Guide to Better Sleep for Tired Parents
Do you remember a time before children, when you could slip off to bed when you felt like it, get up when it suited you and your schedule, and you didn’t have to be on top of your game as well as taking care of the kids lives too? It may seem like a distant memory, and you might perhaps look back with a slight degree of envy, but where is the fun in all of that, hey?
Having a child is an absolute wonder! You’re a special person to be able to raise a child and there are thousands of people who would do anything to be in your shoes. But, to be a strong, balanced, healthy and rational parent, sleep does play a big part which means you’re going to have to get the best quality rest wherever possible.
Establishing a good structure with solid, dependable(ish) routines can ensure that all you tired mums reading this can enjoy the best sleep you can!
What’s the right amount of sleep?
Experts, such as The National Sleep Foundation and sleepadvisor.org advise that the average adult needs to acquire between seven and nine hours of sleep each evening.
For new parents, this will undoubtedly be broken up for feeds and settling your little one back to sleep, but if you can get as close to this amount as you possibly can, then you’re on the right track.
Understanding the importance of sleep will help you do it better!
Appreciating being well-rested is one thing, but knowing the worth of your slumber is another thing. You’ll be aware of when you’ve had a decent night’s sleep because everything will seem far more effortless and you’ll have more energy to deal with what life throws at you, compared to when you have a poor night’s sleep.
Whatever anyone tells you, or the ads try to sell you, there’s simply no healthy alternative that can replace sleep and all that it does for you. The benefits you can enjoy through sleep alone include:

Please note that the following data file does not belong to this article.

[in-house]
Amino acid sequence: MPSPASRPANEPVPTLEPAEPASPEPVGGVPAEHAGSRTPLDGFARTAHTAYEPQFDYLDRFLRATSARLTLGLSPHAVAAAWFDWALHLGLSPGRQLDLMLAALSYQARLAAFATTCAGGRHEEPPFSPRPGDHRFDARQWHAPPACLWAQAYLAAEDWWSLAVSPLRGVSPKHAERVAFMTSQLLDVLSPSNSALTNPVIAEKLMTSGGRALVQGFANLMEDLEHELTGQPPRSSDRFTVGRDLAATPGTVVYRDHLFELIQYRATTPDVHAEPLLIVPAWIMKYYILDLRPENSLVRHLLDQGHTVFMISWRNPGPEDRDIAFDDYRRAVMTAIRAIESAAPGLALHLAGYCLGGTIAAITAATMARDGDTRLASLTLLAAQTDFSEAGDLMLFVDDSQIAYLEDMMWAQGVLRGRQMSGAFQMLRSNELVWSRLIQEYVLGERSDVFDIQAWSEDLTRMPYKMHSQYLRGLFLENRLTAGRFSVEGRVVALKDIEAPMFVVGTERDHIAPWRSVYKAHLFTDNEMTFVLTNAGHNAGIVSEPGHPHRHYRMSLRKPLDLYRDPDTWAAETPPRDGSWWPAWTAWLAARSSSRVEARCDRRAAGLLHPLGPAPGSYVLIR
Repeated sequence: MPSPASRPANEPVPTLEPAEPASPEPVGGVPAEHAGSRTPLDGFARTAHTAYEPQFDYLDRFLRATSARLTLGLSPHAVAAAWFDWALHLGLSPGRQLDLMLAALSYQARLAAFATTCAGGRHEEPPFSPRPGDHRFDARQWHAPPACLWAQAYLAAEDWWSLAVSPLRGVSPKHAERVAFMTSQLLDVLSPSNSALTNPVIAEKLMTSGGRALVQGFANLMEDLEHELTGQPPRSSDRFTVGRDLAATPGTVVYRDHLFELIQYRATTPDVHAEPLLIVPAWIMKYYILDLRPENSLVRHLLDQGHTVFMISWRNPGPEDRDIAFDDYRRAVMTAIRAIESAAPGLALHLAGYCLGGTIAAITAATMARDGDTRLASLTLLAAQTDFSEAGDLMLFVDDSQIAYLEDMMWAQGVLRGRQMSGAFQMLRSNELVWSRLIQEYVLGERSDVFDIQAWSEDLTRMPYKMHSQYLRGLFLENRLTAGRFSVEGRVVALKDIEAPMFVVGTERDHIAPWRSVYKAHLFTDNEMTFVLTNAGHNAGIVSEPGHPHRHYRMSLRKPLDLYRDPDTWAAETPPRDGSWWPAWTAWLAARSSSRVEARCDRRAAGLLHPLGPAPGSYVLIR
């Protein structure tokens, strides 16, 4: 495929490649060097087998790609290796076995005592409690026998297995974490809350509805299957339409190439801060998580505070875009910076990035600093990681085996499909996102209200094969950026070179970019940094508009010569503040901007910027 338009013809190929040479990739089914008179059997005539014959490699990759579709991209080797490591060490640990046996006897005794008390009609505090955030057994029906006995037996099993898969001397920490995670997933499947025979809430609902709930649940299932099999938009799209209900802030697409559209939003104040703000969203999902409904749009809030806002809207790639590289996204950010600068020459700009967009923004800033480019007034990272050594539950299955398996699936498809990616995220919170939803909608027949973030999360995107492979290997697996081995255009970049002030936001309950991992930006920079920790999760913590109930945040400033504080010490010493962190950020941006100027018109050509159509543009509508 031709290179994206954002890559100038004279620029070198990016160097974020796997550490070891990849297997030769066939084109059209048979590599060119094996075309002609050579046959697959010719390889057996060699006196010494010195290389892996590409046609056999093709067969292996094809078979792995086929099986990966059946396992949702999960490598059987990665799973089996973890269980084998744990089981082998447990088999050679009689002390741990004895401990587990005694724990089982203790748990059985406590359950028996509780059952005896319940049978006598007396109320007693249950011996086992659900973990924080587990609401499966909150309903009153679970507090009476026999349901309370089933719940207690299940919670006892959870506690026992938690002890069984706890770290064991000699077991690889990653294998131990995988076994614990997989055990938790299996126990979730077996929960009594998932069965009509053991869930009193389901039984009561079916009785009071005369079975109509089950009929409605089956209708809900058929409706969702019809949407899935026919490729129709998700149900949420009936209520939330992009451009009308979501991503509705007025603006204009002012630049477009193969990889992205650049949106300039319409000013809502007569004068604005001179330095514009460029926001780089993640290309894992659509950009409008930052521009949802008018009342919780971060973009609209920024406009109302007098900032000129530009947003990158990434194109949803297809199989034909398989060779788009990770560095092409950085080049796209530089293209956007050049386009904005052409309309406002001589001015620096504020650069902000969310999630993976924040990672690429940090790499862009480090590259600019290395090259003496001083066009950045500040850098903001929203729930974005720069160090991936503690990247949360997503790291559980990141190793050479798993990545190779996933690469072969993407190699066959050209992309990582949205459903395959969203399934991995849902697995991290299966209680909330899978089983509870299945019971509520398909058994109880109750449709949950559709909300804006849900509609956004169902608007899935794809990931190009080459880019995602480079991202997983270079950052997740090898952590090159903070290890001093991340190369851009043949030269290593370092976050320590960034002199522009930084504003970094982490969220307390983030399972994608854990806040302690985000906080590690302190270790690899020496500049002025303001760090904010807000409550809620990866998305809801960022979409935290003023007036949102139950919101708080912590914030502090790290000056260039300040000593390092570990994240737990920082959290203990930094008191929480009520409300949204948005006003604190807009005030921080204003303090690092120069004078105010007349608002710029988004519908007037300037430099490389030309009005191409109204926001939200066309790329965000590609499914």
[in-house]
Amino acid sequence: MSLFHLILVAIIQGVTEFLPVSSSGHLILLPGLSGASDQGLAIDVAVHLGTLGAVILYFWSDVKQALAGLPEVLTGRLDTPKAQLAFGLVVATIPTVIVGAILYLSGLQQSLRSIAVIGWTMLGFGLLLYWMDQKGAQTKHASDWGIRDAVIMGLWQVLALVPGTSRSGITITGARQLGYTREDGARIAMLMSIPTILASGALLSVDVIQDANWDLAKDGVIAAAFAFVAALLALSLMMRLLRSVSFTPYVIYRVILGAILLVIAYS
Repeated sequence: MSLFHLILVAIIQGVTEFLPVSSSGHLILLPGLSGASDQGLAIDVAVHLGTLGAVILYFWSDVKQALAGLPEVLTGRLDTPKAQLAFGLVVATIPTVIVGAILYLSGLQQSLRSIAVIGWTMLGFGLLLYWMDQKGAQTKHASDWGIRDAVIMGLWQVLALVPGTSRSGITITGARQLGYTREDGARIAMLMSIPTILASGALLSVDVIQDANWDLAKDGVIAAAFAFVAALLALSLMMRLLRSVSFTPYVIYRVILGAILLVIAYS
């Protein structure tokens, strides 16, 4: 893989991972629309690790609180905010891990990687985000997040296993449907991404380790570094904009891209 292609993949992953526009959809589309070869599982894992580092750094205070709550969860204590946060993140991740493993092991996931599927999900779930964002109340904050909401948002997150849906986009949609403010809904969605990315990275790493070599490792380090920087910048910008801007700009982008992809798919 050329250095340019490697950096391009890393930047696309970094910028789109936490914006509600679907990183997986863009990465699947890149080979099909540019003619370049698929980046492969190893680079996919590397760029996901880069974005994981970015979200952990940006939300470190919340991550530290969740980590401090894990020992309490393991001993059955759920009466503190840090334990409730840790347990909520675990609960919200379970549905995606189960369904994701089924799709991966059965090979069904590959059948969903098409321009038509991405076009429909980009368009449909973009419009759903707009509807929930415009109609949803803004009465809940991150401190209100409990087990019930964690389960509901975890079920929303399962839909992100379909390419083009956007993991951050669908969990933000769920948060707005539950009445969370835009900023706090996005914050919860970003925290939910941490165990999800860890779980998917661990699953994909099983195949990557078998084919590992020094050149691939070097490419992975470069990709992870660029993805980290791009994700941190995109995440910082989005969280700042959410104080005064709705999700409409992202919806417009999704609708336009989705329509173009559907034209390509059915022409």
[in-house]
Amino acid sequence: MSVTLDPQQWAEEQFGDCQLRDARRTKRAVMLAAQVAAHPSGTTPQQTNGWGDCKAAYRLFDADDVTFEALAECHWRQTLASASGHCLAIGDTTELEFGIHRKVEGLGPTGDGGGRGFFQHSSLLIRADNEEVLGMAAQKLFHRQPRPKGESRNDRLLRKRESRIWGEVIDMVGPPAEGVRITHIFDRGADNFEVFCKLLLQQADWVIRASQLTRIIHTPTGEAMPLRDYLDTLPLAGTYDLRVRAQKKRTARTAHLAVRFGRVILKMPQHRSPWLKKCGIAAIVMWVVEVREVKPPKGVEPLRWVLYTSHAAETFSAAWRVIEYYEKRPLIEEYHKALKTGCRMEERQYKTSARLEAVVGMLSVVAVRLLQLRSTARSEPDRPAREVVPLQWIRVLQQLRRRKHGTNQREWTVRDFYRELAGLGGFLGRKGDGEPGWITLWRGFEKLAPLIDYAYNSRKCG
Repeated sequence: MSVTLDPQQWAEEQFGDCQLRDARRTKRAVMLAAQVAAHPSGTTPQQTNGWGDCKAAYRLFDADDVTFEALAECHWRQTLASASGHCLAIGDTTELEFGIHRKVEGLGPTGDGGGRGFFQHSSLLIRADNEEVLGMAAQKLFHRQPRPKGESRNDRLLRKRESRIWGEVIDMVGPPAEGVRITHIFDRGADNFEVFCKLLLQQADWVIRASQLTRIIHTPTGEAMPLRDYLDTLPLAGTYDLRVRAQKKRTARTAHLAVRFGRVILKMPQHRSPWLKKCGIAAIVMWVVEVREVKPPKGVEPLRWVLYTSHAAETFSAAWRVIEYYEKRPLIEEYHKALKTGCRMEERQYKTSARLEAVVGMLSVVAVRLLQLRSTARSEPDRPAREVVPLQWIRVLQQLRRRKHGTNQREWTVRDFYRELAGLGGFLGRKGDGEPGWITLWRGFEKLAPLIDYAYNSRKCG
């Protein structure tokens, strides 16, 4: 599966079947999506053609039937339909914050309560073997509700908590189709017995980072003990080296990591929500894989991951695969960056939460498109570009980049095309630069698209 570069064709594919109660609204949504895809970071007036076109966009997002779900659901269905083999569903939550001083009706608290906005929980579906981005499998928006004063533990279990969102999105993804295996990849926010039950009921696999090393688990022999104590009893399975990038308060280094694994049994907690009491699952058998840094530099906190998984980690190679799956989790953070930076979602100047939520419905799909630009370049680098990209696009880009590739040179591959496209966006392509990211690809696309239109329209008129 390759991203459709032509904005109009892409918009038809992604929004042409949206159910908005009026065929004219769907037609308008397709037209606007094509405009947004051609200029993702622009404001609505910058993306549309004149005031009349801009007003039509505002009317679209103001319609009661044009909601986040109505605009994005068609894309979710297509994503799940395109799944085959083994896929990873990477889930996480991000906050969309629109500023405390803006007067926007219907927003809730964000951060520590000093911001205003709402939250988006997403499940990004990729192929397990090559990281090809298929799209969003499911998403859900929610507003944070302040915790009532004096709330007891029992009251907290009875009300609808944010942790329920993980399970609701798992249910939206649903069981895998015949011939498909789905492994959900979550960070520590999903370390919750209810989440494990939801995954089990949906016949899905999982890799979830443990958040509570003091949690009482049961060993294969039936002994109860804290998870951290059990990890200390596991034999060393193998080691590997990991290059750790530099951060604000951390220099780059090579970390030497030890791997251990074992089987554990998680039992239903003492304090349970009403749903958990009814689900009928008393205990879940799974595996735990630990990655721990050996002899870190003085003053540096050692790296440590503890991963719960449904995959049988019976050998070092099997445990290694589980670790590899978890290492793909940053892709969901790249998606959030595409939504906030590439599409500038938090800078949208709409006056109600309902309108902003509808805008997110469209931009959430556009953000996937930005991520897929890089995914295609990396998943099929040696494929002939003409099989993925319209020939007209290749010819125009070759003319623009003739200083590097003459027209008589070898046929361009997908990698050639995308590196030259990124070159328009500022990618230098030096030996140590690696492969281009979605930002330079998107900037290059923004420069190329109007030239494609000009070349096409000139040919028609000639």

· Better immune function
· Less risk of suffering depression
· Better mood control
· Weight control
· Eating fewer calories
· Improved productivity and concentration
· Reduced risk of heart disease and stroke
· Lowered risk of type II diabetes
At the same time as teaching your little one the importance of sleep, parents often need to give themselves a little reminder too. Being able to practice what you preach can literally be the difference between leading a healthy, functional life and one that suffers from low mood, low energy and ill-health.
Make the bedroom a place you look forward to being in
There’s a high chance that you are calling out for your bed come the end of the day anyway, but if you can make your bedroom a sleep-specific utopia then all the better!
Humans have an innate love for routine, so if you go to bed every night with your phone in your hand and the TV switched on in the room, you are not helping the cause whatsoever. Your room, and indeed, your children’s room too, needs to be as dark, quiet and cosy as possible.
Killing off sound will help you relax, the darkness helps to let your brain know that you are ‘powering down’ for the night, and when the room is cosy it’s easier to get comfortable, so you’re going to drift off with greater ease.
The same goes for your children too, and this should be established as early on as possible to help you now and in the long-run. Games consoles, TVs and smart devices are all things that need to be kept separate from the bedroom for two reasons:
· The first is that the blue light emitted from the screen makes it harder for your brain to produce melatonin and this hormone is required to send you off to sleep effectively.
· The second is that if this kind of tech is in your/your child’s room, then the brain won’t automatically relate the bedroom as being a place of rest and this will make getting to sleep harder and the brain becomes stimulated at a time when it should be doing the opposite.
Get rest when your baby does
For the parents of newly-born and younger children, it can be advantageous to sleep when they sleep. We all know how difficult this can be, the washing/admin doesn’t do itself… BUT it really can make a HUGE difference to your energy levels and mood. We’re referring mainly to the naps they have in the daytime; naps have been proven to be very effectual for adults, even after the bad press that naps have seen and the association with laziness, scientists found that a 60-90-minute nap has the ability to charge up your brain’s power stores to the equivalent of sleeping for eight hours at night.
What’s more, if the little one doesn’t stay asleep for the same amount of time, a nap of 10-20 minutes can still be very beneficial for you too!
Hopefully this article will encourage you to take a moment to think about YOU. You work so hard to teach your children good sleep habits, so don’t forget to apply similar self-care sleep principles to yourself. You, and everyone around you, can only benefit.
P.s. This post is a collaboration with sleepadvisor.org.